To the glory of God and in memory of Sir Gilbert Scott Kt. R.A. LLD., Architect of this Cathedral Born 18 July 1811, Died 27 March 1878 This window is erected by those engaged in carrying out his design …
Scott’s Sketchbook (RIBA), p. 39.
Foskett, R.,The Pictorial History of St Mary’s Cathedral, Edinburgh (Pitkin Pictorials, London, 1988), pp. 3, 16, 18.
Youngson, A. J., The Making of Classical Edinburgh 1750-1840 (Edinburgh University Press, Edinburgh, 1966), p. 216.
Gifford, J., McWilliam, J. and Walker, D., Edinburgh, Buildings of Scotland (Penguin Books, Harmondsworth, 1984), pp. 223, 227-8, 278, 361, 363-6.
Street, A. E., Memoir of George Edmund Street, R. A., 1824-1881 (John Murray, London, 1888), pp. 210-12.
The Builder, XXX, 24 August 1872, pp. 657-9.
Fisher, G., Stamp, G. and Heseltine, J., (eds), The Scott Family, Catalogue of the Drawings Collection of the Royal Institute of British Architects (Avebury Publishing, Amersham, 1981), 29, 87, 113.
McKinstry, S., Rowand Anderson, ‘The Premier Architect of Scotland’ (Edinburgh University Press, Edinburgh, 1991), p. 6.
Webster, C., and Elliott, J. (eds), ‘A Church as it should be’, The Cambridge Camden Society and its Influence (Shaun Tyas, Stamford, 2000), pp. 299-300.
Strang, C. A., Borders and Berwick, An Illustrated Architectural Guide to the Scottish Borders and Tweed Valley (The Rutland Press, Edinburgh, 1994), p. 138.
Haynes, N., Perth and Kinross, An Illustrated Architectural Guide (The Rutland Press, Edinburgh, 2000), p. 104.
Shepherd, J., Gordon, An Illustrated Architectural Guide (The Rutland Press, Edinburgh, 1994), p. 161.
Crook, J. M. (ed.), The Strange Genius of William Burges, ‘Art Architect’, 1827-1881 (National Museum of Wales, Cardiff, 1981), pp. 12-13, 92.
Cole, D., The Work of Sir Gilbert Scott (The Architectural Press, London, 1980), pp. 161-2.
Building News, XXIII, 23 August 1872, p. 140.
Brooke, H., Closed for Business, Ewan Christian’s Restoration of Southwell Minster 1848-1888 (Southwell Minster Cathedral Council, Southwell, 1997), p. 56.
Clarke, B. F. L., Church Builders of the Nineteenth Century, A Study of the Gothic Revival in England (David and Charles, Newton Abbot, 1969), p. 159.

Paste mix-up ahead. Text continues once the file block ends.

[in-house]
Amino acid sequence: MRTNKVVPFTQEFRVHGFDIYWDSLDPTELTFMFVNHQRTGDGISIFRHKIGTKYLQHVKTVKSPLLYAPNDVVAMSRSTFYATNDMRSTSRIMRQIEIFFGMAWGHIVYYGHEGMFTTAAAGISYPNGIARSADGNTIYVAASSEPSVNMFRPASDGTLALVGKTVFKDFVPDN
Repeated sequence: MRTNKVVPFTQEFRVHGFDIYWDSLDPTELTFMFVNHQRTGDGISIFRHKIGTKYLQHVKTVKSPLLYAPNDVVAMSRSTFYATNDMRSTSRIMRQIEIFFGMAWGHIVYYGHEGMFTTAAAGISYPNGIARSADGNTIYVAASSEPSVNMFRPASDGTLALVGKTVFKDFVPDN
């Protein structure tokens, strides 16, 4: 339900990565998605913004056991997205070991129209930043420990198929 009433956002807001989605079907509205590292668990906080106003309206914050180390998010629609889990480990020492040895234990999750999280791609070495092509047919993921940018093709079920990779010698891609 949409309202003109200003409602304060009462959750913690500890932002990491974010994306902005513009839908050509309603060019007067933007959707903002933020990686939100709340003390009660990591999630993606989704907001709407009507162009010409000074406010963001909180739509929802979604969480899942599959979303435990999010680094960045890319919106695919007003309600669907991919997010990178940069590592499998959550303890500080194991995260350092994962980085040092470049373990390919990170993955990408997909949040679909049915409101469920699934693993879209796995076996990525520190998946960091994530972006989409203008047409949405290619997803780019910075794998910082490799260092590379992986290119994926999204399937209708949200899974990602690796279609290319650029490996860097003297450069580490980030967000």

Brownlee, D. B., The Law Courts, The Architecture of George Edmund Street (M.I.T. Press, Cambridge Mass. and London, 1984), pp. 251, 421, n. 38.
The Builder, XXXI, 22 February 1873, p. 140.
The Builder, XXXI, 1 March 1873, p. 165.
Jones, M. D. W., Brighton College 1845-1995(Chichester, Phillimore and Co. Ltd, 1995), p. 44.
Building News, XXIII, 29 November 1872, p. 422.
The Builder, XXXII, 30 May 1874, p. 455.
The Builder, XXXI, 8 February 1873, pp. 97-8.
Scott, G., Sir, Lectures on the Rise and Development of Medieval Architecture delivered at the Royal Academy (John Murray, London, 1879), vol. 1, pp. 120-2, 198, and figure 81.
Pevsner, N., Harris, J. and Antram, N., Lincolnshire, Buildings of England (Penguin Books, London, 1989), p. 459.
Mckean, C., The District of Moray, An Illustrated Architectural Guide (The Rutland Press, Edinburgh, 1987), p. 11.
Pevsner, N. and Sherwood, J., Oxfordshire, Buildings of England (Penguin Books, Harmondsworth, 1974), p. 477.
The Builder, XXXII, 12 December 1874, p. 1030.
The Builder, XXXVII, 18 October 1879, p. 1149.
Stamp, G., An Architect of Promise, George Gilbert Scott Junior (1839-1897) and the Late Gothic Revival (Shaun Tyas, Donnington, 2002), pp. 317, 363.
Fergusson, J., History of the Modern Styles of Architecture (John Murray, London, 1891), vol. II, Plate 219e, pp. 142-3.
http://www.stjamesleith.org/wordpress/wp-content/uploads/2013/04/St-James-History-to-1900.pdf, pp. 22-3, 25.